8. ‘Speak’ by Laurie Halse Anderson
I read this book many times during high school, although it never appeared on any reading lists. I wish it had, because it’s the kind of book I think some of my male peers might have benefited from reading as well. Speak beings when teenager Melinda Sordino calls the police after being raped at a high school party over the summer. Her friends don't understand the trauma of Melinda's experience and begin to ostracize her. She becomes increasingly silent and isolated, until her only form of self-expression is through a series of trees she is producing in art class. But when she is confronted by her rapist again, Melinda finds the power to save herself, also speaking up for the numerous girls who have suffered silently at the hands of this same young man.
9. 'Scheherazade Goes West: Different Cultures, Different Harems' by Fatema Mernissi
Fatema Mernissi was a writer recognized as one of the leading Islamic feminists in the world, who dedicated her life and her literature to broadening the conversation about the lives of Middle Eastern women and taking readers behind the stereotypes. In Scheherazade Goes West: Different Cultures, Different Harems, Mernissi tells her own story as a liberated, independent Moroccan woman who witnessed the lives and cultural attitudes toward women around the world.
10. 'The Ladies of Managua' by Eleni N. Gage
Eleni N. Gage's novel The Ladies of Managua takes readers to New York, New Orleans, and Nicaragua, where three generations of women from the Vazquez family gather together over the funeral of the family patriarch. Grandmother, daughter, and granddaughter each live in places where the roles and rights of women are different — and these differences are manifested in their relationships with each other. This novel takes a close look at the cultural expectations placed on women across both time and place, demonstrating the importance of defying and rebelling against misogynistic cultural norms.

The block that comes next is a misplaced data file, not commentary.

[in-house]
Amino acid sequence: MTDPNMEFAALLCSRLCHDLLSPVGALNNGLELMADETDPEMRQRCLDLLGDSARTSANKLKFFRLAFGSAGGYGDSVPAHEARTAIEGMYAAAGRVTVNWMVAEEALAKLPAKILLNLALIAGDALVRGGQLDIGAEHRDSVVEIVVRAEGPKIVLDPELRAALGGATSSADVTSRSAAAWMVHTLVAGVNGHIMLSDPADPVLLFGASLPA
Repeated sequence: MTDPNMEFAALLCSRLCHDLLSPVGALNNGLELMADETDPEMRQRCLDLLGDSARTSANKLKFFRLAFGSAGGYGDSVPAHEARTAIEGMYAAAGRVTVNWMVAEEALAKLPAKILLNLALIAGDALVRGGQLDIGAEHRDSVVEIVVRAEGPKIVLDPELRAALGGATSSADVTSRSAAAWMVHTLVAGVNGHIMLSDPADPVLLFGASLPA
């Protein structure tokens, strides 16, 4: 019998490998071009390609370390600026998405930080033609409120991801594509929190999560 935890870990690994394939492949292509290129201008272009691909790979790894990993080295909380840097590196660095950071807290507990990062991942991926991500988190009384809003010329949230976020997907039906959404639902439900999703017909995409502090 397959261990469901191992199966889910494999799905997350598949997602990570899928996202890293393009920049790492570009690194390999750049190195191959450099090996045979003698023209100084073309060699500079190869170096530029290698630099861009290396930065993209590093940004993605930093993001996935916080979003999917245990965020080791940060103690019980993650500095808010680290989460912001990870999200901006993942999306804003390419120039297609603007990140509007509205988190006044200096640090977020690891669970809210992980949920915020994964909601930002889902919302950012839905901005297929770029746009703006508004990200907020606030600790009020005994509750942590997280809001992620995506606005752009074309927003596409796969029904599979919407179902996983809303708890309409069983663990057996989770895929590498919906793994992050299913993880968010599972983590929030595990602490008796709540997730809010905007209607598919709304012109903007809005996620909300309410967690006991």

11. 'Three Sisters' by Bi Feiyu
First published in 2003 and winner of the 2010 Man Asian Literary Prize. Bi Feiyu's novel Three Sisters begins during the Cultural Revolution in China, when three very different young women take their lives and destinies into their own hands, refusing to submit to what traditional Communist Chinese culture expects of women and fighting against social norms, scandal, and sexism in order to build lives for themselves that are both dignified and inspiring.